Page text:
With shocking grit and determination, Glass sets out crawling inch by inch across more than three thousand miles of uncharted American frontier, negotiating predators both human and not, the threat of starvation, and the agony of his horrific wounds. In Michael Punke's hauntingly spare and gripping prose, The Revenant is a remarkable tale of obsession, the human will be stretched to its limits, and the lengths that one man will go to for retribution.

My thoughts:

My family started this book on a whim before we even knew it was to become a movie. We needed an audiobook for traveling, and there is was. The story is solid - it's historical fiction so what I wanted to happen in the end didn't, but if you're true to the story you can't rewrite a fact. Even my son (who is eleven) thought it was a good book. The characters are interesting is a way modern men are not, which gives the book some grit. Definitely a novel I think men would enjoy more than women due to the nature of the characterization, but overall a solid read.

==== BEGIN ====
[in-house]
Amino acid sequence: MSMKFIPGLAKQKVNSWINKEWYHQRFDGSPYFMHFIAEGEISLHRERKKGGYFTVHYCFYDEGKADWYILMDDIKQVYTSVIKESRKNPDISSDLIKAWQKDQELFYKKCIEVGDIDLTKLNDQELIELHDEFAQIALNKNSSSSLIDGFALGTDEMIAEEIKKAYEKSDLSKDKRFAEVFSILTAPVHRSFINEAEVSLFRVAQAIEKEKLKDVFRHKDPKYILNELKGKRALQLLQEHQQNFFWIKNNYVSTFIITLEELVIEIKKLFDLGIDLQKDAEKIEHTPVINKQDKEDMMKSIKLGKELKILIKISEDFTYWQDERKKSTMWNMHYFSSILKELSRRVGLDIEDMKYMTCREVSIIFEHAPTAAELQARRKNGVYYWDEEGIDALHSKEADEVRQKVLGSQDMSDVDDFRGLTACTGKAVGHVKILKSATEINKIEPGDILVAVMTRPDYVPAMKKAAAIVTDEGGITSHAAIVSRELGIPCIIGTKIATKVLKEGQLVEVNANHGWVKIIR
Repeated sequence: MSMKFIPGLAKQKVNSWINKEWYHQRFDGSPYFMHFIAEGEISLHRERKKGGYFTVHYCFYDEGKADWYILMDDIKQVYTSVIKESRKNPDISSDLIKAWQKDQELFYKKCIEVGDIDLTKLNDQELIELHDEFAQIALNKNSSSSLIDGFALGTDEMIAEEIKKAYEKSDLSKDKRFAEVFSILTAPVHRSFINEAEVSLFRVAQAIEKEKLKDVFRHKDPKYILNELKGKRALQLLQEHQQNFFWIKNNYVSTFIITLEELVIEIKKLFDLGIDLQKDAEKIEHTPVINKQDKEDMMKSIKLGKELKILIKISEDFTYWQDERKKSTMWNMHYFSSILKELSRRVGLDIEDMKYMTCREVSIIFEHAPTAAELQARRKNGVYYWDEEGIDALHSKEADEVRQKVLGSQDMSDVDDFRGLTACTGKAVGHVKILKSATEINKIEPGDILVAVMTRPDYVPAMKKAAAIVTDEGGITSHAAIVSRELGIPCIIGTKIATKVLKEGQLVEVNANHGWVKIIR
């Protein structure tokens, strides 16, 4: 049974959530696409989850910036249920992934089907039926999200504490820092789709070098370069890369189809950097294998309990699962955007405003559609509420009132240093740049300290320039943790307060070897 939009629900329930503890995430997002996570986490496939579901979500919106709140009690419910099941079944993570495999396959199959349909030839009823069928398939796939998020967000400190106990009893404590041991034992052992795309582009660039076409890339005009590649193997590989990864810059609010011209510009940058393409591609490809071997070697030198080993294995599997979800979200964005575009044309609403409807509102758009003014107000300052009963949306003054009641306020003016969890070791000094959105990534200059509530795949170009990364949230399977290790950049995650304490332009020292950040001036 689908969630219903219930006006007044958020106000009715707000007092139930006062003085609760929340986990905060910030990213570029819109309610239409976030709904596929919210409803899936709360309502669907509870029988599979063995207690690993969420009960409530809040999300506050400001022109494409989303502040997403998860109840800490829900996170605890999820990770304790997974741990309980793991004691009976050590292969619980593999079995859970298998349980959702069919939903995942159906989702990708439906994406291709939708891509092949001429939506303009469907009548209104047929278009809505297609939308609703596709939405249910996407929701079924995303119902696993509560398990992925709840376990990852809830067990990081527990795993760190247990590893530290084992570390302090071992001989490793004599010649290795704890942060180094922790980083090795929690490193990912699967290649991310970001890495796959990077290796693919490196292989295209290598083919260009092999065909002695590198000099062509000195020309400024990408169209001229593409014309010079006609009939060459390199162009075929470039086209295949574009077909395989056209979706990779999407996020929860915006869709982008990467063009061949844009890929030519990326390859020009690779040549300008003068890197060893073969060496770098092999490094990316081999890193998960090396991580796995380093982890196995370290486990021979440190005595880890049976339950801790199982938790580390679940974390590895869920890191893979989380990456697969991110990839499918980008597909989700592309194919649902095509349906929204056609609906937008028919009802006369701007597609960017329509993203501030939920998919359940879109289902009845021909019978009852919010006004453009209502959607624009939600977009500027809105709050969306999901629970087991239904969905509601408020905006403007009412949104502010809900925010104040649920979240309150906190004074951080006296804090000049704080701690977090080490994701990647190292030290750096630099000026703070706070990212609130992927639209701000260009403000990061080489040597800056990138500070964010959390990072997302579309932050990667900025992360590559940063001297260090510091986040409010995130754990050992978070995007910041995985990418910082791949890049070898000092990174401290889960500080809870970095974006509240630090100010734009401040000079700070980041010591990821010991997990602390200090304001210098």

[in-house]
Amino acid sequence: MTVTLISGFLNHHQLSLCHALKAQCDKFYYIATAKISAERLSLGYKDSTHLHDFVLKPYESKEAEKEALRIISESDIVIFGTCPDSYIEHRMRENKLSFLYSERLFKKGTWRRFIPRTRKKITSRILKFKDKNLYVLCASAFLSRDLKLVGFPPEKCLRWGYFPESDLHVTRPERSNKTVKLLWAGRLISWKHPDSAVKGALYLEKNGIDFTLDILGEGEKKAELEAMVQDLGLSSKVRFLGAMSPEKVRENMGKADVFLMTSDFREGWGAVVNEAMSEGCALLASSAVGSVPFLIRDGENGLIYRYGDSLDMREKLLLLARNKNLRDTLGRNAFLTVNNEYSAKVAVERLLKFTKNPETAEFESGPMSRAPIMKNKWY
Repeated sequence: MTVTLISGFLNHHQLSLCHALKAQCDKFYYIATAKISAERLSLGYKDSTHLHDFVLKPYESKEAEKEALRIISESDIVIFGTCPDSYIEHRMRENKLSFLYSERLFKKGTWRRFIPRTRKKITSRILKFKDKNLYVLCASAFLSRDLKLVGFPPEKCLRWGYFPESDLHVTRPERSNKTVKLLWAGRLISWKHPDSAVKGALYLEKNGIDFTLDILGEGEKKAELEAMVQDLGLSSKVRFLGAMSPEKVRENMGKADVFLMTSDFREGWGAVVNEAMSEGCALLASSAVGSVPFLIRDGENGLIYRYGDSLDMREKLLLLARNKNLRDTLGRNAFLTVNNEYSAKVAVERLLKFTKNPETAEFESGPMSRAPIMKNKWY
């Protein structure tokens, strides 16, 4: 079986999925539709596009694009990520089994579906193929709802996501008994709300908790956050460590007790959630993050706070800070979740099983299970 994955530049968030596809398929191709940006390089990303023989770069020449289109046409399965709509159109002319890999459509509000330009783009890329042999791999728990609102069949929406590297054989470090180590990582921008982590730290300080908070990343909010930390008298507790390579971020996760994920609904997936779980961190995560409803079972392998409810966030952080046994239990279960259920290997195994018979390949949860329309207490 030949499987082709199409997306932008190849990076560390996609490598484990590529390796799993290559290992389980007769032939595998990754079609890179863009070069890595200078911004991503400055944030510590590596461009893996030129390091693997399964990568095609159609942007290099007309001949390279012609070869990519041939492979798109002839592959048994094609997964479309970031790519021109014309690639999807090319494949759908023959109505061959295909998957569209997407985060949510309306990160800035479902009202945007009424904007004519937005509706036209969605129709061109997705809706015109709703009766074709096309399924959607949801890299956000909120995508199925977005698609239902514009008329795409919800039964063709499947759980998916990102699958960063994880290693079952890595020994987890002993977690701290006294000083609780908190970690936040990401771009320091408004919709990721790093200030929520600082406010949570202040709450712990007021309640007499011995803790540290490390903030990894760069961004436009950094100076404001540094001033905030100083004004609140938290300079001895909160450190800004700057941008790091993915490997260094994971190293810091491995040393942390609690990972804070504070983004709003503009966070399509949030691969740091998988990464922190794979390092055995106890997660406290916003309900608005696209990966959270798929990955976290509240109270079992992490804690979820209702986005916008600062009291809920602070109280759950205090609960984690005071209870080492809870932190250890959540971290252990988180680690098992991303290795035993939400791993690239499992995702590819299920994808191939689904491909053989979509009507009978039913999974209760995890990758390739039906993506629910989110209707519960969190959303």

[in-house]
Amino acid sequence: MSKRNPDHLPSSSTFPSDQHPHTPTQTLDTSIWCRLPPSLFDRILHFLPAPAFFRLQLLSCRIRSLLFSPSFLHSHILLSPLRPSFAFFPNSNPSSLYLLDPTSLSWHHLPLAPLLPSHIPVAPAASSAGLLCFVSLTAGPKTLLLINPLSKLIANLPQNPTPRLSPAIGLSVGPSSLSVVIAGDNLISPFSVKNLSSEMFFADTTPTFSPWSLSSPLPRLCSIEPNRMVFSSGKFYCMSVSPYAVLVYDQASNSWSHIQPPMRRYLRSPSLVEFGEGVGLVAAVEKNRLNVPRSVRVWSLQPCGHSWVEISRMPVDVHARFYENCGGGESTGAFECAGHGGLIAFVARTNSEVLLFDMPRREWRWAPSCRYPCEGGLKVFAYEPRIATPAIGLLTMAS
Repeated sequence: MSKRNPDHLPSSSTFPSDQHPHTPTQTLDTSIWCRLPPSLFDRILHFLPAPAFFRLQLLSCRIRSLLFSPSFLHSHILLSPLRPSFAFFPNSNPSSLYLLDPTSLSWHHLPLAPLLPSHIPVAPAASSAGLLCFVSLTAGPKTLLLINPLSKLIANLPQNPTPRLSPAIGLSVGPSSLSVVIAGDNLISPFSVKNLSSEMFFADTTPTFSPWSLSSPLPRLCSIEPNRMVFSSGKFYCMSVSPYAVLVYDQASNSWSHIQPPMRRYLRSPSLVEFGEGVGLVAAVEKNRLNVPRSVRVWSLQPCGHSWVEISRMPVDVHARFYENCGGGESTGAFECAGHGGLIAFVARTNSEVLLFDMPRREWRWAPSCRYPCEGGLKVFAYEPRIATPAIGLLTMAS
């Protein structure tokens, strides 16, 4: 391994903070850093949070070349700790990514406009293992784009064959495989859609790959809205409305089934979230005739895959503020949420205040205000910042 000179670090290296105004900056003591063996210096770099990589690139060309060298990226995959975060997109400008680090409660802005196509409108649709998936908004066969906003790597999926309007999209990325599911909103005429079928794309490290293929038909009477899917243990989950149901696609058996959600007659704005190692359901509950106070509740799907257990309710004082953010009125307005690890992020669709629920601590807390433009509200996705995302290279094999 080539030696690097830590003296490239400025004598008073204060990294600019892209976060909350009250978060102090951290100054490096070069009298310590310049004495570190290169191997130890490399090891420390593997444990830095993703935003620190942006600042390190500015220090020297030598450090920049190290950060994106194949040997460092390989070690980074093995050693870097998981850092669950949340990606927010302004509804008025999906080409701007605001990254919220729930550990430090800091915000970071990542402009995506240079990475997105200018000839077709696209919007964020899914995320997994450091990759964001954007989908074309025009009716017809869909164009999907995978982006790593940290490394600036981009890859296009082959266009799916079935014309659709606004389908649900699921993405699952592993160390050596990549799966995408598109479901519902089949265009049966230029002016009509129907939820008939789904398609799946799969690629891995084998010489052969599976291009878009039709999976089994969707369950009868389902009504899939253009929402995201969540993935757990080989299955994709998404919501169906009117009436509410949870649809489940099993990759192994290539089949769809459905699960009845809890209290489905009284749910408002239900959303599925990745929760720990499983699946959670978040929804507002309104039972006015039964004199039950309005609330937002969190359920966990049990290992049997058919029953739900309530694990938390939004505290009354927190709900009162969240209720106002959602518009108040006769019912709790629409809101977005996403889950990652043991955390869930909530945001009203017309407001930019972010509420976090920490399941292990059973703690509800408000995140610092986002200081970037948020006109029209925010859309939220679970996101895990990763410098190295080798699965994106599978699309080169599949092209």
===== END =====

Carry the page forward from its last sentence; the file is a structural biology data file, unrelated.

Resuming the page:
And finally:

Red Riding HoodRed Riding Hood by Sarah Blakley-Cartwright
My rating: 1 of 5 stars

Do not bother. The premise is sound, the writing is abysmal. I try so hard not to give poor reviews, to find something redeemable about the text, but I simply can't. Characters - flat. Story - uneventful. Writing - It baffles my mind this person graduated from an accredited program. I almost DNFed this book, but I pushed through with a skim to get to the end.

Watch the movie - at least there's eye candy.

Upcoming novels I'm excited to share:

Sunday, August 30, 2015

Blog Feature Author: Kate Moretti (and a CONTEST!!)